Saturday, June 28, 2014

Can the MIC really "oblige" Japanese carriers to unlock phones?

The Jiji Press is reporting that the Ministry of Internal Affairs and Communications (MIC) is going to “oblige” carriers to remove SIM locks on handsets. How, exactly, the MIC plans to do this is a mystery to me. The MIC issues “guidelines” that the carriers are supposed to follow but don’t really have to.

Here is an excerpt from the shorther Japanese version of the article because the English version is only hosted in a place to which I no longer link.
On the 27th, the MIC decided to strengthen guidelines requiring the removal of SIM locks that prevent handsets sold by mobile carriers to be used on different networks. Unlocking guidelines were set in June 2010, but there has been little change because the MIC put off making them compulsory. As a result, the MIC has determined that it must radically review current guidelines
The article goes on to say that the MIC plans to convene a panel of experts from the 30th to devise a detailed strategy by the end of the current fiscal year (next March).

The English version goes on to talk about separation of subsidy and service cost:
In Japan, by contrast, the major carriers put SIM locks on their most popular handsets and offer sizable discounts on them to lure new subscribers. Smartphone users whose Internet use is limited and long-time subscribers are both upset about the expensive monthly rates being used to finance such discounts.
Thing is, the MIC has already obliged carriers to separate hardware discounts from monthly fees. Those of you who have been in Japan for a number of years should clearly remember the hoopla surrounding the death of the zero-yen keitai that this was supposed to cause, and when SIM unlocking was first debated, Softbank used the impact on handset sales as justification for keeping SIM locks.
The Gloom and Doom cometh!

So carriers are supposed to separate subisdy costs from service costs but consumers complain that they don’t do this. There’s always wiggle room for the carriers. This time, imagine that somehow the MIC manages to make carriers unlock all phones. In response, they’ll just lock down the APNs like Apple does with the majority of their iPhones, making it nearly impossible (without hacking and warranty voiding) to get a data connection on another carrier. Docomo already cripples tethering in this exact way when their unlocked phones are used with any other provider, even with MVNOs using Docomo’s network.

Friday, June 27, 2014

Who gets an OTA official docomo update to KitKat (4.4)?

Nestle KitKat
I never saw this in stores.
Yesterday, docomo released a notice indicating which of its handsets will be getting an OTA update to Android 4.4, aka KitKat.

The list is as follows:

  • XperiaTM Z SO-02E
  • Xperia Z1 SO-01F
  • Xperia Z1 f SO-02F
  • ARROWS Tab F-02F
  • Galaxy S4 SC-04E
  • Galaxy Note3 SC-01F
  • Galaxy J SC-02F
Furthermore, the bulletin added that they do not plan to update any other non-new models to Android 4.4, so it looks like the latest version of the docomo ROM will be the last for those with older models.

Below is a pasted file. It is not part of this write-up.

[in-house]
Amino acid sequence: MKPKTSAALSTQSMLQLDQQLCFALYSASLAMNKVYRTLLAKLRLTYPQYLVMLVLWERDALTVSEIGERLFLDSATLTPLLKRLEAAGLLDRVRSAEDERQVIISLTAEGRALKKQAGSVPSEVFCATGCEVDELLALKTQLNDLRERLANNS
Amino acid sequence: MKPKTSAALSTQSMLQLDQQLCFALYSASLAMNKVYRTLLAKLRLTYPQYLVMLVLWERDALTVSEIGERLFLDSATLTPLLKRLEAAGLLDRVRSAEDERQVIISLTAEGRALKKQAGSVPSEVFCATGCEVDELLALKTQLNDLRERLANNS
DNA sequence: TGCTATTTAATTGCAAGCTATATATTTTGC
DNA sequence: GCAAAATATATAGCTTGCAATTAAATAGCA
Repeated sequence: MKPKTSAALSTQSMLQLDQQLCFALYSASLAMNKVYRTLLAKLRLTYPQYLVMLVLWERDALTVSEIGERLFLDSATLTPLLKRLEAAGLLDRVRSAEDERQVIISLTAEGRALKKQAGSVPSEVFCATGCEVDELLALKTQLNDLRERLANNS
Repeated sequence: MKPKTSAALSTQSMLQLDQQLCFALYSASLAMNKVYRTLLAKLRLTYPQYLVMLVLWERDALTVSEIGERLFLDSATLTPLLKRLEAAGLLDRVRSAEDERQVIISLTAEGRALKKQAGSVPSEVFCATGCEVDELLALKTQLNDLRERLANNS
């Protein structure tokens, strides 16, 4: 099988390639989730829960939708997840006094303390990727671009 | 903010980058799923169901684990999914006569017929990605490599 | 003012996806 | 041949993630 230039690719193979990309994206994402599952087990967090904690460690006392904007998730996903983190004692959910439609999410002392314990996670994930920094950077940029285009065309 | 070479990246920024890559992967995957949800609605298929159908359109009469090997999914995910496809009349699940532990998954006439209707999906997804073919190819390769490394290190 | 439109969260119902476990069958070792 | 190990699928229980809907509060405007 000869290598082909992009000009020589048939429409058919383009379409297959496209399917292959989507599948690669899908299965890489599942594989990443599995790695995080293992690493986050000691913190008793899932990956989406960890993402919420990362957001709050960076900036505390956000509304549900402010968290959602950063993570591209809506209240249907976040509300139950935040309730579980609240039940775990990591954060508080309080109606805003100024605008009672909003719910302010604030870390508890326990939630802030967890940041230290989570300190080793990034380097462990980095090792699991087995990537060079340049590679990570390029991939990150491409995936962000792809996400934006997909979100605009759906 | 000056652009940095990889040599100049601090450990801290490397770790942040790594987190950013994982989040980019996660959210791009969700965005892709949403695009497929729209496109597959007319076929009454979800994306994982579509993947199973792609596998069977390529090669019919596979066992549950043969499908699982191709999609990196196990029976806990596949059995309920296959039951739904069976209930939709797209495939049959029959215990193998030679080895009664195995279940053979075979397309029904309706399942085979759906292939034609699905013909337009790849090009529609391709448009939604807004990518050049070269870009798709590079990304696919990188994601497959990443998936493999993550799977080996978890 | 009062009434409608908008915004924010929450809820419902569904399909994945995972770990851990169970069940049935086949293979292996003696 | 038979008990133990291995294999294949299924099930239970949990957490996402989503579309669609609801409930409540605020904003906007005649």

Only the above 9 models will receive a version update to Android 4.4. Furthermore, models not listed above will not receive updates due to hardware limitations and other reasons.
Sharp AQUOS Zeta SH-02E
I loved the candy red case variant of this phone.
Personally, as the owner of a handset not on this list (Aquos Zeta SH-02E), I'm a little disappointed, but this is par for the course for a company with so many models to support with smartphones lasting an average of two and a half years and often having a maximum lifetime (if you're lucky) of five years.

Up to now, my phone had received regular updates from Docomo over the two years of its life; Docomo divides its updates into regular software updates (called ソフトウェア更新 {sofutowea kōshin}) — which are often, but not always, used for updating internal Docomo specific firmware and radios — and メジャーアップデート {mejā·appudēto} (major updates) — which are used for updating changes big enough to change the "Android version number" and name. An interesting quirk about the updates is that major updates, like most Android devices, can be (and is recommended, due to their size) downloaded via Wi-Fi, whereas Docomo specific software updates are done via the broadband radio using a special APN.

When I bought my phone, it was running a Docomo specific version of Ice Cream Sandwich, aka Android 4.3. Docomo upgraded it to JellyBean, and continued to push new Android updates that changed the version number but still stayed in the "JellyBean" class of devices.

Of course, it is always possible to root some phones and install third party versions of KitKat or other firmware sets onto one's device, but depending on the hardware and software, one may lose out on access to some of the docomo software and hardware features that are unique to Galápagos Japanese smartphones (FeliCa for example).

Docomo / Samsung Galaxy Nexus SC-04D with LE back lid
Early SC-04D purchases got a limited edition back
and a Docomo branded Sharp eneloop charger
Trying to predict how long a phone will continue to receive updates is an inexact guessing game, but from my experience up to now, most people that buy their phone new after late 2011 have usually received major updates for at least a year and a half, which based on the Android release cycle is usually good for one major Android naming "leap"; Nexus devices have tended to receive updates for a longer period of time (but not faster and not as fast as Google releases updates) than Galápagos versions.

For example, my two Docomo Galaxy Nexus phones, which are considered old phones when you consider the existence of all the other Samsung Galaxy devices which have been since them, have received two major updates, including the enabling of tethering.

Docomo's Galaxy Nexus (SC-04D) is running a build that is slightly tweaked from the stock Nexus; it includes software for Japan disaster bulletins (エリアメール {eria·mēru}): "Area Mail". Released in 2011 with Android 4.0.1 (ICS), they are now running official 4.3.x docomo variants of JellyBean (4.2).

Android Game of Thrones
Choose your Android wisely; upgrade death happens early.

Thursday, June 19, 2014

Limited Suica Penguin Cookies available July 1st in Tokyo

Suica Penguin Cookies
You know you want to eat one of these.